Object name: NGC6852

Designation(s): NGC6852,

NGC 6852 is a blue planetary nebula in east-central Aquila. I found distance estimates ranging from 5,100 light-years to 13,800 light-years. The most recent I found said 7,400 light-years and gave reasons why the others were wrong.

I was surprised at how many distant galaxies were in the image being the field is on the east edge of the Milky Way and thus quite heavily obscured. Or so I thought. Seeing all these faint fuzzies makes me think it isn't nearly as obscured as I suspected. However, none of these are in the NGC, IC or PGC catalogs that I could find. NED showed no redshift data for anything in the field.

What few images of this one I found on the net all show the central star very easily. Half show a second star that's somewhat red to the northeast. Half don't show it. In some images it is nearly as bright as the central star, for most, it is fainter but still obvious. Yet in the other half, there's no sign of it. In some cases, the resolution is too low but others with sufficient resolution don't show it. I see a hint of it in the original FITS file. My resolution was poor this night but it should at least have shown as an elongation to the NE but doesn't. Could it be a variable star with a deep long minimum? Or is it just too red for my camera's weak red response? The nebula was found by Albert Marth on June 25, 1863.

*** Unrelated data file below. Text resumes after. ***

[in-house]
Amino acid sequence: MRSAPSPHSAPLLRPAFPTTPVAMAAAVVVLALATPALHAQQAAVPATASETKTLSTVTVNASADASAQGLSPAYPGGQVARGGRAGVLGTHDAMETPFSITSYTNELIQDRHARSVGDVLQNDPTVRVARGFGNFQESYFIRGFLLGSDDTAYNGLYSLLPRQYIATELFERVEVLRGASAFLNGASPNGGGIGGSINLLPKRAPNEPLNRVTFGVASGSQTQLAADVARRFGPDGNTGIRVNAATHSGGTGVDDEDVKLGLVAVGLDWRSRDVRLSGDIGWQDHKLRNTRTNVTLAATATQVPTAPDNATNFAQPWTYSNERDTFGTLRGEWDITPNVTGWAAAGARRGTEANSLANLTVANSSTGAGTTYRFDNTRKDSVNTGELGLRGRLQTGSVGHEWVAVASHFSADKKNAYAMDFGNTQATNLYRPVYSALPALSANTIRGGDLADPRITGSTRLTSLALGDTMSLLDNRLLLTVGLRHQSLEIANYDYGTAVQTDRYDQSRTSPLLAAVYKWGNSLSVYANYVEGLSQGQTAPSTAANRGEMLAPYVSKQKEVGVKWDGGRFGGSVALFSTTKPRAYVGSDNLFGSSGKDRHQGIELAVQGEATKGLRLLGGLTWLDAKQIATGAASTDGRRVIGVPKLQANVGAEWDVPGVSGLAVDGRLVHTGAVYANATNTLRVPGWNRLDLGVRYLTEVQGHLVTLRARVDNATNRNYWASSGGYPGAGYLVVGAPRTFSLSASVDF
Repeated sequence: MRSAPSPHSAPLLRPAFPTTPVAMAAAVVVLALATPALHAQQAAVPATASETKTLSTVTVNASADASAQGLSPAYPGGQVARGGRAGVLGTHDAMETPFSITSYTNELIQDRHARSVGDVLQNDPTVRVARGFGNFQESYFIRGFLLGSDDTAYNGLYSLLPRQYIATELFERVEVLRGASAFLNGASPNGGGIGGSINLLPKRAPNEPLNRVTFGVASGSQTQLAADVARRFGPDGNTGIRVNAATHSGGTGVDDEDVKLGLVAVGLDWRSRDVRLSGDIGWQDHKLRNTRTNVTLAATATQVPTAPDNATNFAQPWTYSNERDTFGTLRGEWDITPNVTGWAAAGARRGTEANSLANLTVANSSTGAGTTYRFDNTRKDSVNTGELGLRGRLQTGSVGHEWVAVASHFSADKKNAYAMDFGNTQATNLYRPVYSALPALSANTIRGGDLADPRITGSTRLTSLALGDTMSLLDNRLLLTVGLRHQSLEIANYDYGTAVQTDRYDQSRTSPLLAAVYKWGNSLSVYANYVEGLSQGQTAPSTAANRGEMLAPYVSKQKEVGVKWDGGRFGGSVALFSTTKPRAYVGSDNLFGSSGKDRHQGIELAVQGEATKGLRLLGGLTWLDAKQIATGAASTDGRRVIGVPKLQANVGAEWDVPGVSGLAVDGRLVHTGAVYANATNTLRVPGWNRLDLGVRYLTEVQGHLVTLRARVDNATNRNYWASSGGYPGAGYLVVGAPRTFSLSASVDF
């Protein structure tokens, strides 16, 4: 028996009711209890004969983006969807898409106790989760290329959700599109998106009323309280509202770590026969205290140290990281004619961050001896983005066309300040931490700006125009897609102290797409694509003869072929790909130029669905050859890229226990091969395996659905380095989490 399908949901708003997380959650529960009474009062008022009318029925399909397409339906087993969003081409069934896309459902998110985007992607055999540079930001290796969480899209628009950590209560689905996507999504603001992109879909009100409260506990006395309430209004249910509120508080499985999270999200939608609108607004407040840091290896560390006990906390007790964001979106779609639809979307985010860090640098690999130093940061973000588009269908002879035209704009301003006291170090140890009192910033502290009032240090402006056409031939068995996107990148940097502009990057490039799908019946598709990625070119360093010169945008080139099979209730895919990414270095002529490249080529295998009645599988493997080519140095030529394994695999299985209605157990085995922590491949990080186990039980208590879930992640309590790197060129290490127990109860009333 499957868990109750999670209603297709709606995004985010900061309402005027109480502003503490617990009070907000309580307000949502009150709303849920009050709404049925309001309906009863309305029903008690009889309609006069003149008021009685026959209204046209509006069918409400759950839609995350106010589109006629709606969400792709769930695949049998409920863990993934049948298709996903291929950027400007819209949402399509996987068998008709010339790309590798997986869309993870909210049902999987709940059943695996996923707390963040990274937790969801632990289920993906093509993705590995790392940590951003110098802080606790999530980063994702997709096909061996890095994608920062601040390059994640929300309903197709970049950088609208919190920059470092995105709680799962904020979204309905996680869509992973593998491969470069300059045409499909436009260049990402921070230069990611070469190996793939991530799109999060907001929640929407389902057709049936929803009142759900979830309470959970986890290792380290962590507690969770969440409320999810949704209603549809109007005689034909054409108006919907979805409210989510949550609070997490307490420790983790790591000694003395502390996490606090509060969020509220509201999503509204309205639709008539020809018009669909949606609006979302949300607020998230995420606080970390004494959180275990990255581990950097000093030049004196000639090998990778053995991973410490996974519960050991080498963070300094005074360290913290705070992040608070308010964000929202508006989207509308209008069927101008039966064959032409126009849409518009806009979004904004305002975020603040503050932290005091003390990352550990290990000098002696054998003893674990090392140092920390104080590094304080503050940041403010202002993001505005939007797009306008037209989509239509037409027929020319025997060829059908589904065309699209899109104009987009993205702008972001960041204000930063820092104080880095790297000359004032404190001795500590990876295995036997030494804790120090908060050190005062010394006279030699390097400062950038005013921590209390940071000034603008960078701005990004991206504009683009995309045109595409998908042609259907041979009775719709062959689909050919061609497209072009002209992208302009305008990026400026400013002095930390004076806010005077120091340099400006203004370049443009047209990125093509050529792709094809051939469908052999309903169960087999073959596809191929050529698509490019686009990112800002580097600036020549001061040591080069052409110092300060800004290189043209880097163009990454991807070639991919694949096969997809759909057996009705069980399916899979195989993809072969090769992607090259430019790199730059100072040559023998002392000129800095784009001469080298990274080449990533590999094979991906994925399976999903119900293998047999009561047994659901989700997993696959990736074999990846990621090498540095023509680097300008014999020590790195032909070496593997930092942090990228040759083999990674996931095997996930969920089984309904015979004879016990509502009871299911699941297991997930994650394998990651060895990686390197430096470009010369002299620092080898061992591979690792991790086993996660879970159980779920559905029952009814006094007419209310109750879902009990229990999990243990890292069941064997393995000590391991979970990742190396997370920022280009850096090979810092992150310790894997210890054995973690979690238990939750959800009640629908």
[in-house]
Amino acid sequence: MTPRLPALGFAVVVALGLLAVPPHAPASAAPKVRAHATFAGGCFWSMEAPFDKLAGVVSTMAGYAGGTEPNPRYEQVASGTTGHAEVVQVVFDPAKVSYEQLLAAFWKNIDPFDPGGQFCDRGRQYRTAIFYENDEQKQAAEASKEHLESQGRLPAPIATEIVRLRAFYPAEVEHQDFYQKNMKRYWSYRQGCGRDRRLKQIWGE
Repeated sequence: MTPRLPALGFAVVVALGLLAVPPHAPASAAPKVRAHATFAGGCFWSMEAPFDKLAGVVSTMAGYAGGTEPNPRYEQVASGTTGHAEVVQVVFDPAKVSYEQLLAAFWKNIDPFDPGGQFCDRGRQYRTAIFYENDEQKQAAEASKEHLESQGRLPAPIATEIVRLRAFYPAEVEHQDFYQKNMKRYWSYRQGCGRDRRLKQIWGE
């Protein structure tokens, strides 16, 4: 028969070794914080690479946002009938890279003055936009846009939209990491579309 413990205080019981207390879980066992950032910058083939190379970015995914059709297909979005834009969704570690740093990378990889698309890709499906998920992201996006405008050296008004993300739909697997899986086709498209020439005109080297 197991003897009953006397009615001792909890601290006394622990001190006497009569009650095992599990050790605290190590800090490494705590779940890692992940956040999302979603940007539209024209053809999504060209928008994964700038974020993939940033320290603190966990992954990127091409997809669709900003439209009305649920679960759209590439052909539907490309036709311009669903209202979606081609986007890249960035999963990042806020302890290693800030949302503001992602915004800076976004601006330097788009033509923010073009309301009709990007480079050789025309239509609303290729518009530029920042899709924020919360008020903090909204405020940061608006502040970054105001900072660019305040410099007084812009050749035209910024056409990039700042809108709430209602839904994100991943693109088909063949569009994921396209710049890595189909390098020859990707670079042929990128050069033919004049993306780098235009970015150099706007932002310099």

14" LX200R @ f/10, L=4x10' RGB=2x10', STL-11000XM, Paramount ME